VERA FILES FACT CHECK: Photo of Australian ship WRONGLY shown as ‘Chinese vessel in WPS’ dumping waste

A misleading social media graphic by GMA News that carried a photo supposedly showing a Chinese vessel offloading human waste in the West Philippine Sea (WPS) is being republished by several Facebook (FB) accounts, even after the media organization corrected its post.

Running the photo through reverse image search revealed that it was actually of an Australian ship dumping “dredge spoil” in the Great Barrier Reef. The spoil is a mix of rocks, soil, shells and other sediments extracted after dredging activities.

The photo is traceable to an Oct. 3, 2014 press release of Cairns and Far North Environment Centre (CAFNEC), an environment conservation nonprofit in Australia. The image was credited to photographer Xanthe Rivett, who took it for CAFNEC and World Wildlife Fund Australia.

GMA News published its incorrect graphic on FB on July 12, on the fifth anniversary of the Philippines’ arbitral court victory against China regarding disputed territories in the WPS. It showed the CAFNEC photo and two smaller satellite images, below the text: “China vessels dump human waste in West Philippine sea, photos show.”

More than two hours later, the network published a corrected graphic, as shown in the edit history of its post. It did not include the CAFNEC photo.

GMA News also issued a statement on Twitter apologizing for its “oversight” regarding the misleading graphic.

Despite the correction, netizens still reposted the original inaccurate graphic a day later, thinking it was a correct illustration. A cursory search on FB yielded numerous copies of the misleading graphic, including those posted by pages Bicol News, Bantay China, and Philippine News Info. Several FB users also reached out to VERA Files Fact Check to verify the graphic.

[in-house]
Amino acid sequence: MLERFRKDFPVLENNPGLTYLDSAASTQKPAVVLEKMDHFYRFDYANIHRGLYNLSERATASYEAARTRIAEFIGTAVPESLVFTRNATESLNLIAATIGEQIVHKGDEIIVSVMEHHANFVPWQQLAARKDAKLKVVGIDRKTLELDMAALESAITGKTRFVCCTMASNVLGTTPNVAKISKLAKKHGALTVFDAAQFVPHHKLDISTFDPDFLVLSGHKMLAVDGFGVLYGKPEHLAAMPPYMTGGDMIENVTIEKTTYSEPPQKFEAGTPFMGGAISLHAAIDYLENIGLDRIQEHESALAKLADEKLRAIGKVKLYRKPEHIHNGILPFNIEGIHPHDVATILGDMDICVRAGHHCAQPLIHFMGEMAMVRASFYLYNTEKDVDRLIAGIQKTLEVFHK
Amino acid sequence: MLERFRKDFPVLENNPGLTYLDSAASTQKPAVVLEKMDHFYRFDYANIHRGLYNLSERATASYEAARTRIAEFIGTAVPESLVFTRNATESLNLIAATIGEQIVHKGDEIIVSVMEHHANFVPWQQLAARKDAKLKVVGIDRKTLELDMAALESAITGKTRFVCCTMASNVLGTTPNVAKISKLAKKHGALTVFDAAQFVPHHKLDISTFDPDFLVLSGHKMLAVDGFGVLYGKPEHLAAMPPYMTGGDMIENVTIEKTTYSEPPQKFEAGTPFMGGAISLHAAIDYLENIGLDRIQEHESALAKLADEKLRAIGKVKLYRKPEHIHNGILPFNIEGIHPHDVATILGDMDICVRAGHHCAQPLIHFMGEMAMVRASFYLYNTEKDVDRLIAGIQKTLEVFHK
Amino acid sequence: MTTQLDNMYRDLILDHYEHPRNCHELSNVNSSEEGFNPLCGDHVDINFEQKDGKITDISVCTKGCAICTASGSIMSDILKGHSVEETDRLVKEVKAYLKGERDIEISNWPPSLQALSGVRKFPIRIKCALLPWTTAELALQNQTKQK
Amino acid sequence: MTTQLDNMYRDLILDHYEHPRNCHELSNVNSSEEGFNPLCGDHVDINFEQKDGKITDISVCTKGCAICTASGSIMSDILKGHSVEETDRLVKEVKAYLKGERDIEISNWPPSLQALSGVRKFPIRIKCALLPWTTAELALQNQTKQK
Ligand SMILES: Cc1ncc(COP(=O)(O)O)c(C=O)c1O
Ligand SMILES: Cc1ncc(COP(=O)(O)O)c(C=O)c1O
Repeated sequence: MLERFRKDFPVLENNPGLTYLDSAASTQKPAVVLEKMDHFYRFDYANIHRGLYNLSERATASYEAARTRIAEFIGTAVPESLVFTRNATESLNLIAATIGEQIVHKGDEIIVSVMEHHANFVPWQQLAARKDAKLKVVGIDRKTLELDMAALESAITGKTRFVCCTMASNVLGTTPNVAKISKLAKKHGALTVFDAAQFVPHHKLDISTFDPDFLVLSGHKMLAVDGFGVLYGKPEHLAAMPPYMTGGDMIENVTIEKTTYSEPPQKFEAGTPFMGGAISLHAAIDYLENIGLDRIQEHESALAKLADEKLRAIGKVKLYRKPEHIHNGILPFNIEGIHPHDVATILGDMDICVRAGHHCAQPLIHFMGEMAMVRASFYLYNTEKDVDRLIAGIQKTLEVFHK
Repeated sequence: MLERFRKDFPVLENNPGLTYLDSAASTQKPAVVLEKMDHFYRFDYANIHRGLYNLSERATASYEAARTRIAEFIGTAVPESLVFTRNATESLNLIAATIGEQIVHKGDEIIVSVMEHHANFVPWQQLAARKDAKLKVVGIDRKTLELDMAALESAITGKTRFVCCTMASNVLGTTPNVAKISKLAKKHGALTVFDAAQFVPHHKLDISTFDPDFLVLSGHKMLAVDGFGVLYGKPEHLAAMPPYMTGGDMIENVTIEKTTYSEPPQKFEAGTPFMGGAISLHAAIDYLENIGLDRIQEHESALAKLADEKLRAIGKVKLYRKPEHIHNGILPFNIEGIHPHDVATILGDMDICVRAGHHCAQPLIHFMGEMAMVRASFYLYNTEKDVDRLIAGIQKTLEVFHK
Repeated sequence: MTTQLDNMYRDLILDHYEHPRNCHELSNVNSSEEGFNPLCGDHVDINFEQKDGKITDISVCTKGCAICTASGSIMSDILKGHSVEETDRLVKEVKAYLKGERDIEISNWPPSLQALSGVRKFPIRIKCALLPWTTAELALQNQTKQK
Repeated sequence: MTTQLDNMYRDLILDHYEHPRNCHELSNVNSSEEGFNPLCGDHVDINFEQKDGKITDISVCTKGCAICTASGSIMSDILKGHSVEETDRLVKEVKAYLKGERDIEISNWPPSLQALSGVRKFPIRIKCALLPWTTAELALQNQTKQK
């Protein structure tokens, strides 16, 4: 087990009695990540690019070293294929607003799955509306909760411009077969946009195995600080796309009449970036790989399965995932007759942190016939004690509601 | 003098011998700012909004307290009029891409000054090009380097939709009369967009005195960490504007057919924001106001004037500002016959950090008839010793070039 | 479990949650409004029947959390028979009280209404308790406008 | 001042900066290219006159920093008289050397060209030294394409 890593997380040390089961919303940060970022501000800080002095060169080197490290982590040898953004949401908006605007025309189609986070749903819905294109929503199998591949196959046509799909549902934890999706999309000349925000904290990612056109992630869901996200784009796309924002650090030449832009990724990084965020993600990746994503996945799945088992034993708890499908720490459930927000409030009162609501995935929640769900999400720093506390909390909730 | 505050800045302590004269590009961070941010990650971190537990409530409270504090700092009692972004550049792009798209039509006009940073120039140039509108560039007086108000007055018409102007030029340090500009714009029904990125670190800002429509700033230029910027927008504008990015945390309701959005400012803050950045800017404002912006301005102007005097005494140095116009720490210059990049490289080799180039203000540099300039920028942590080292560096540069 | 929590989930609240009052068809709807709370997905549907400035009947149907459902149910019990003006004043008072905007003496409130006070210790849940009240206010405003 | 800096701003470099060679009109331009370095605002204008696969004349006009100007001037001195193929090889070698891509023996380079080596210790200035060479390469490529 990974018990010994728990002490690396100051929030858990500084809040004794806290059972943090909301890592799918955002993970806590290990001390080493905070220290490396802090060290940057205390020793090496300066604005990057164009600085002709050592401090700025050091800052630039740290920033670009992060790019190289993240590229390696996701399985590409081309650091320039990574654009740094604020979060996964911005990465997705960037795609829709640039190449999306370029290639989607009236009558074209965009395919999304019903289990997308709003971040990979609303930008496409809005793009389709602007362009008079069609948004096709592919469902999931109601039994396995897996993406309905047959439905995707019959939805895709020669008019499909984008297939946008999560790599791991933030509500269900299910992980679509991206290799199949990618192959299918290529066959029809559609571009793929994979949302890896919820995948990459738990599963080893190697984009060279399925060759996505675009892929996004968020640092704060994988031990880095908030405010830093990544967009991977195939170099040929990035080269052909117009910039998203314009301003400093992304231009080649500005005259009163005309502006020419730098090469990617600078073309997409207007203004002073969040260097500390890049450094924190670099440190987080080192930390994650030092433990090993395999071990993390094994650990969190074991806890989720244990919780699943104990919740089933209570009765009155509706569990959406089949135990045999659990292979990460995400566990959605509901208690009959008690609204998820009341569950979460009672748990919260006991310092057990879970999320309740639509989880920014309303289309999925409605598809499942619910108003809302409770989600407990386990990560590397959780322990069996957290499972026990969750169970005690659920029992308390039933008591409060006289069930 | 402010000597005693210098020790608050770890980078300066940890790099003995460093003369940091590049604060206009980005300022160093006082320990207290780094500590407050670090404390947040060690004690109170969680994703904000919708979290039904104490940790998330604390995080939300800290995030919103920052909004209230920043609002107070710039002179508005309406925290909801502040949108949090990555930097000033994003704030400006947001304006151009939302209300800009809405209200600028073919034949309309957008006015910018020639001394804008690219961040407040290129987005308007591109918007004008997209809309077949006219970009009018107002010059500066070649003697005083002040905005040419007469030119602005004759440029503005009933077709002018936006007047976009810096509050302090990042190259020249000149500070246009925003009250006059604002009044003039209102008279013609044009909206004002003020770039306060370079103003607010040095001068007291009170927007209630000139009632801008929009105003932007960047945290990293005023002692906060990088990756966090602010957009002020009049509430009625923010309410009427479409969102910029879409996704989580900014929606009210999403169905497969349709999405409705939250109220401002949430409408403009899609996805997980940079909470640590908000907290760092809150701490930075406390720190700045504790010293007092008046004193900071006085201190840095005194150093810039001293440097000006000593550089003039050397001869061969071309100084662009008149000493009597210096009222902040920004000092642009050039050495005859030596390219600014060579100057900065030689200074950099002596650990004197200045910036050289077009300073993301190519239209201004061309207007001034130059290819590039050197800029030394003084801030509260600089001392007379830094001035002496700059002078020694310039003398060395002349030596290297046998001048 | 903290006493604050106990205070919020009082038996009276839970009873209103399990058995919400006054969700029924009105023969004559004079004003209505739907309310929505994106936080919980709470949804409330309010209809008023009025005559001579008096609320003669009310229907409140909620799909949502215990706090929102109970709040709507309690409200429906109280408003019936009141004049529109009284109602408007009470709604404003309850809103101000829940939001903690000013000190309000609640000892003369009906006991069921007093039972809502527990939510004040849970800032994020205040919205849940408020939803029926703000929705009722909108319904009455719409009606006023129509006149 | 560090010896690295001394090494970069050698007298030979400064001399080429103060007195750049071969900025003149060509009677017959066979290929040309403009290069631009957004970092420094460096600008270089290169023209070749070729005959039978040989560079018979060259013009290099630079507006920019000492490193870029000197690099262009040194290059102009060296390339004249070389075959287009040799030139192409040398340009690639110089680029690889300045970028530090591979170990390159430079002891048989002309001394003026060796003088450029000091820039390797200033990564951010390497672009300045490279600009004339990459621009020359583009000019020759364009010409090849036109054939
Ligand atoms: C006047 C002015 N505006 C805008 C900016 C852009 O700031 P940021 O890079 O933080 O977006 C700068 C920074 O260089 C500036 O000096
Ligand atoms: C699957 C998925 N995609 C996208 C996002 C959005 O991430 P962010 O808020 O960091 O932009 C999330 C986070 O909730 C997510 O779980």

The three FB pages’ copies have gotten over 300 reactions, 80 comments, and 125 shares, as of publishing.


The misinformation appeared after a presentation by geospatial imagery expert Liz Derr during a July 12 forum of the Stratbase ADR Institute commemorating the Philippine’s 2016 arbitral court win.

Derr, who serves as chief executive officer of satellite image anomaly detection company Simularity, showed CAFNEC’s image to illustrate how wastewater from ships causes a rise in Chlorophyll-a concentration in seas. This rise results in faster than normal growth of plants underwater which could lead to the destruction of coral reefs, she said.

But Derr did not say the CAFNEC image was that of a Chinese vessel in the WPS. It was labeled: “Unknown ship from [website] Marine Executive.”

She later presented several satellite images indicating high Chlorophyll-a concentration below Chinese vessels stationed inside the Philippines’ exclusive economic zone. Two specific photos, taken last June 17, showed “ships” and their corresponding “sh*ts” near the Johnson South Reef, located at the southwest part of the Union Banks in the Spratly Islands.

(Editor’s Note: VERA Files has partnered with Facebook to fight the spread of disinformation. Find out more about this partnership and our methodology.)